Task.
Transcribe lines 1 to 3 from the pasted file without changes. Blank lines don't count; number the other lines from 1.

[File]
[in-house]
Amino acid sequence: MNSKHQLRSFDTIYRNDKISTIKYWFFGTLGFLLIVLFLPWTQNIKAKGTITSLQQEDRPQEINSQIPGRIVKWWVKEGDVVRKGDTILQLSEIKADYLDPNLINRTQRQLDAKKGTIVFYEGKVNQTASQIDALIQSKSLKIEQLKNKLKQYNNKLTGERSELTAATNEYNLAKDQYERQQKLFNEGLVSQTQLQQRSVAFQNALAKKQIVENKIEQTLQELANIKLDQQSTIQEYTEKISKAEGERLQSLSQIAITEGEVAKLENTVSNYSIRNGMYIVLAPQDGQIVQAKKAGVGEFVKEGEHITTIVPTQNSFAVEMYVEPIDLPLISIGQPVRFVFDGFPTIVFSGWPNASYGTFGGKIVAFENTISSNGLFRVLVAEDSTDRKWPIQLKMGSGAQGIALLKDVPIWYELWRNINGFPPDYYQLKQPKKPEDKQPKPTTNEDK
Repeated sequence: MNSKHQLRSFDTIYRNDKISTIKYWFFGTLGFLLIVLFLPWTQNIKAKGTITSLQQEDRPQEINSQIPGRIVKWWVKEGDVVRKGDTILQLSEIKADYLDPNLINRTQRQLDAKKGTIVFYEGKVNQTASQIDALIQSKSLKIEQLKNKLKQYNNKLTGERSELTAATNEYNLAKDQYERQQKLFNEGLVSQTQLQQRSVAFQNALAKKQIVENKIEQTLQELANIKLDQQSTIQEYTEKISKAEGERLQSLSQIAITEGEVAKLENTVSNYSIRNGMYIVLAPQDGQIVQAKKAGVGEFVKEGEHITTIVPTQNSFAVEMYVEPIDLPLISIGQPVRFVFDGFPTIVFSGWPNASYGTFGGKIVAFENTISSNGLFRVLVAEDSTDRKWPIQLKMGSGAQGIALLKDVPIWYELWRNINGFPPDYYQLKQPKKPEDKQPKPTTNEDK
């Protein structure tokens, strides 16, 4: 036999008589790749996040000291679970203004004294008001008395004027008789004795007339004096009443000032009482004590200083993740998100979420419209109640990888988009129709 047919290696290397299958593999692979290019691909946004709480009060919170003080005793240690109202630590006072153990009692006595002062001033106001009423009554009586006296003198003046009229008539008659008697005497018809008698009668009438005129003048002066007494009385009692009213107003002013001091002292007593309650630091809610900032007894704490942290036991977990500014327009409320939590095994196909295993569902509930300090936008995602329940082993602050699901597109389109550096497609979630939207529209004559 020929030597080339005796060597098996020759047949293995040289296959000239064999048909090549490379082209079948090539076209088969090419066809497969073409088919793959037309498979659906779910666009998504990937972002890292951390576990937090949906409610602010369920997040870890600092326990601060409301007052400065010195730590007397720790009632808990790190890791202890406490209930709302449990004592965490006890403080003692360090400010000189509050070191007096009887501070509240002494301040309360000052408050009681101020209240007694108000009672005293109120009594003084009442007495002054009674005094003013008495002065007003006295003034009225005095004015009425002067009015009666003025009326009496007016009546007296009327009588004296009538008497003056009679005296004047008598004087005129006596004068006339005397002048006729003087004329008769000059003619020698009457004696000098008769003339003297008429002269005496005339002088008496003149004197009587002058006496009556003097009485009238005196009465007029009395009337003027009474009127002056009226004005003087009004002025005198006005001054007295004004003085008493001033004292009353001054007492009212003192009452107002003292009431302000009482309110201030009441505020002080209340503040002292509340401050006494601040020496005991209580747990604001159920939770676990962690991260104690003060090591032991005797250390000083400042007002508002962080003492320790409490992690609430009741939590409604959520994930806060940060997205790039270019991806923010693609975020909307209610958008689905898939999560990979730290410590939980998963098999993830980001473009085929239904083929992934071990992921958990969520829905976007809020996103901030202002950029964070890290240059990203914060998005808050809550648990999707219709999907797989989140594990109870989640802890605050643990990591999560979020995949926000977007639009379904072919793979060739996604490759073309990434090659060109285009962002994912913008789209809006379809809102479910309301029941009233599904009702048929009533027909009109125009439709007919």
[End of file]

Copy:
[in-house]
Amino acid sequence: MNSKHQLRSFDTIYRNDKISTIKYWFFGTLGFLLIVLFLPWTQNIKAKGTITSLQQEDRPQEINSQIPGRIVKWWVKEGDVVRKGDTILQLSEIKADYLDPNLINRTQRQLDAKKGTIVFYEGKVNQTASQIDALIQSKSLKIEQLKNKLKQYNNKLTGERSELTAATNEYNLAKDQYERQQKLFNEGLVSQTQLQQRSVAFQNALAKKQIVENKIEQTLQELANIKLDQQSTIQEYTEKISKAEGERLQSLSQIAITEGEVAKLENTVSNYSIRNGMYIVLAPQDGQIVQAKKAGVGEFVKEGEHITTIVPTQNSFAVEMYVEPIDLPLISIGQPVRFVFDGFPTIVFSGWPNASYGTFGGKIVAFENTISSNGLFRVLVAEDSTDRKWPIQLKMGSGAQGIALLKDVPIWYELWRNINGFPPDYYQLKQPKKPEDKQPKPTTNEDK
Repeated sequence: MNSKHQLRSFDTIYRNDKISTIKYWFFGTLGFLLIVLFLPWTQNIKAKGTITSLQQEDRPQEINSQIPGRIVKWWVKEGDVVRKGDTILQLSEIKADYLDPNLINRTQRQLDAKKGTIVFYEGKVNQTASQIDALIQSKSLKIEQLKNKLKQYNNKLTGERSELTAATNEYNLAKDQYERQQKLFNEGLVSQTQLQQRSVAFQNALAKKQIVENKIEQTLQELANIKLDQQSTIQEYTEKISKAEGERLQSLSQIAITEGEVAKLENTVSNYSIRNGMYIVLAPQDGQIVQAKKAGVGEFVKEGEHITTIVPTQNSFAVEMYVEPIDLPLISIGQPVRFVFDGFPTIVFSGWPNASYGTFGGKIVAFENTISSNGLFRVLVAEDSTDRKWPIQLKMGSGAQGIALLKDVPIWYELWRNINGFPPDYYQLKQPKKPEDKQPKPTTNEDK